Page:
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About Amit Varma

Amit Varma is a writer based in Mumbai. He worked in journalism for over a decade, and won the Bastiat Prize for Journalism in 2007. His bestselling novel, My Friend Sancho, was published in 2009. He is best known for his blog, India Uncut. His current project is a non-fiction book about the lack of personal and economic freedoms in post-Independence India.




Bastiat Prize 2007 Winner

Recent entries

The Common Explanation for Trump and Sanders

Why are Donald Trump and Bernie Sanders doing so well, while conventional heavyweights in their parties seem to be taking…

How Much is Pawan Negi Worth?

Pradeep Magazine is unhappy that Pawan Negi got more than a million dollars at the recent IPL auction. He writes:…

The Hub of Crime

Mid Day has a headline today that says: ‘Andheri station is the hub of crime on Western Railway.’ If you…

Rising Divorce Rates are a Feature, Not a Bug

The Times of India has an intriguing headline up today: ‘Marriages last the longest in north India, Maharashtra; least in…

Tolstoy’s Chicken and the Expanding Circle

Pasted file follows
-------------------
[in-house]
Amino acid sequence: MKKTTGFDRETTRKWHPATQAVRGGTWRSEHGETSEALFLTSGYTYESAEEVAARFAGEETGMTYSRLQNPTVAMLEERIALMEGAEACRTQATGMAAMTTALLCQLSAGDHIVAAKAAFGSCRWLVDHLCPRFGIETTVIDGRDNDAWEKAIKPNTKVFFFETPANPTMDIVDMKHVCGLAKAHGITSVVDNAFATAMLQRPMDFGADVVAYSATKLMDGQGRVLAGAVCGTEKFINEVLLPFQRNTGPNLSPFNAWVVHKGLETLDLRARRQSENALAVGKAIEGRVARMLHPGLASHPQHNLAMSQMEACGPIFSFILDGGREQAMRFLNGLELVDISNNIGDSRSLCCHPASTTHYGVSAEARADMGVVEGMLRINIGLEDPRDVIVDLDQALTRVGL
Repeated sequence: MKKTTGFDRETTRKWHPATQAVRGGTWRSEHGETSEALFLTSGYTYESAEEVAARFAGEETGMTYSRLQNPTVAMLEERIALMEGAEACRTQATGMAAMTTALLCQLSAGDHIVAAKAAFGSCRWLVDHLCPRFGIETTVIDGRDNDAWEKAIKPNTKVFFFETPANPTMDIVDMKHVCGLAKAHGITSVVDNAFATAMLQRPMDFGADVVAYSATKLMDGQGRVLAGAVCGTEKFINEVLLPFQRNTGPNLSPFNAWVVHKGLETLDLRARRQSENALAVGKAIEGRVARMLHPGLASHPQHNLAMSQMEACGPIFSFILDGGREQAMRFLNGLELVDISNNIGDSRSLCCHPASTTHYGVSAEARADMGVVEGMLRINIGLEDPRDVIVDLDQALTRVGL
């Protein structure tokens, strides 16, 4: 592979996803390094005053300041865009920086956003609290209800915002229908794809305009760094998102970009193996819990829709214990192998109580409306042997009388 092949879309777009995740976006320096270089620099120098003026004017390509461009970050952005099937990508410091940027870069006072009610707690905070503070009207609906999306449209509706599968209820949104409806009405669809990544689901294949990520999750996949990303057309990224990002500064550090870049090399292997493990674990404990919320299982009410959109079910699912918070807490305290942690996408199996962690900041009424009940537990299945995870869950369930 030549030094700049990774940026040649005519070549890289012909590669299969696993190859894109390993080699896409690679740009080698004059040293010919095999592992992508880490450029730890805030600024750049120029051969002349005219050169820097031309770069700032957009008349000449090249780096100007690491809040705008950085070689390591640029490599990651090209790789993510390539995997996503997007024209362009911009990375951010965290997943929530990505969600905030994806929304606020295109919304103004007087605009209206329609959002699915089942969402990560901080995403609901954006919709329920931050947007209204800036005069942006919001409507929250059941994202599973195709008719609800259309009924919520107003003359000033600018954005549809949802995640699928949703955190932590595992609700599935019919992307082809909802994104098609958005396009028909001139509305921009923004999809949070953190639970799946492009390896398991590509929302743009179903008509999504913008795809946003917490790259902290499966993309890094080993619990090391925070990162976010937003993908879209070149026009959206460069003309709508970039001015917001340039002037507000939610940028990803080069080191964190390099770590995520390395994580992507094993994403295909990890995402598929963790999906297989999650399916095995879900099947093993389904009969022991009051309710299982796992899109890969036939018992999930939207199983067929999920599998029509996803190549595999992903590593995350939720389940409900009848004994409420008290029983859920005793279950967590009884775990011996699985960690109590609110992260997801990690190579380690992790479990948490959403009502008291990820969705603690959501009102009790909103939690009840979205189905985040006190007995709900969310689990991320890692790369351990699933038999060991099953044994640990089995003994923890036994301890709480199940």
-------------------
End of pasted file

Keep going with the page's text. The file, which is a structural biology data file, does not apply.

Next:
This is the 24th installment of Lighthouse, my monthly column for BLink, a supplement of the Hindu Business Line. I’m…

20 October, 2009

‘Like a Poppy-Head on the Shaft’

If you’re in the mood for action-packed, pulpy writing, I offer you the following extract from The Iliad by Homer:

But the Argives rose in grief to avenge that boast—skilled Peneleos most of all. He charged Acamas—Acamas could not stand the attack, he ran—and Peneleos stabbed at Ilioneus instead, a son of the Herdsman Phorbas rich in flocks, Hermes’ favourite Trojan: Hermes gave him wealth but Ilioneus’s mother gave him just one son… the one Peneleos lanced out beneath the brows, down to the eyes’ roots and scooped an eyeball out—the spear cut clean through the socket, out behind the nape and backward down he sat, both hands stretched wide as Peneleos, quickly drawing his whetted sword, hacked him square in the neck and lopped his head and down on the ground it tumbled, helmet and all. But the big spear’s point still stuck in the eye socket—hoisting the head high like a poppy-head on the shaft he flourished it in the eyes of all the Trojans…

This is from the Robert Fagles translation. Homer, I submit, was the Eli Roth of his time—just as William Shakespeare was the David Dhawan of his time. Classic-schmlassic, it’s just fun to read these guys!

Posted by Amit Varma in Arts and entertainment | Excerpts | Small thoughts

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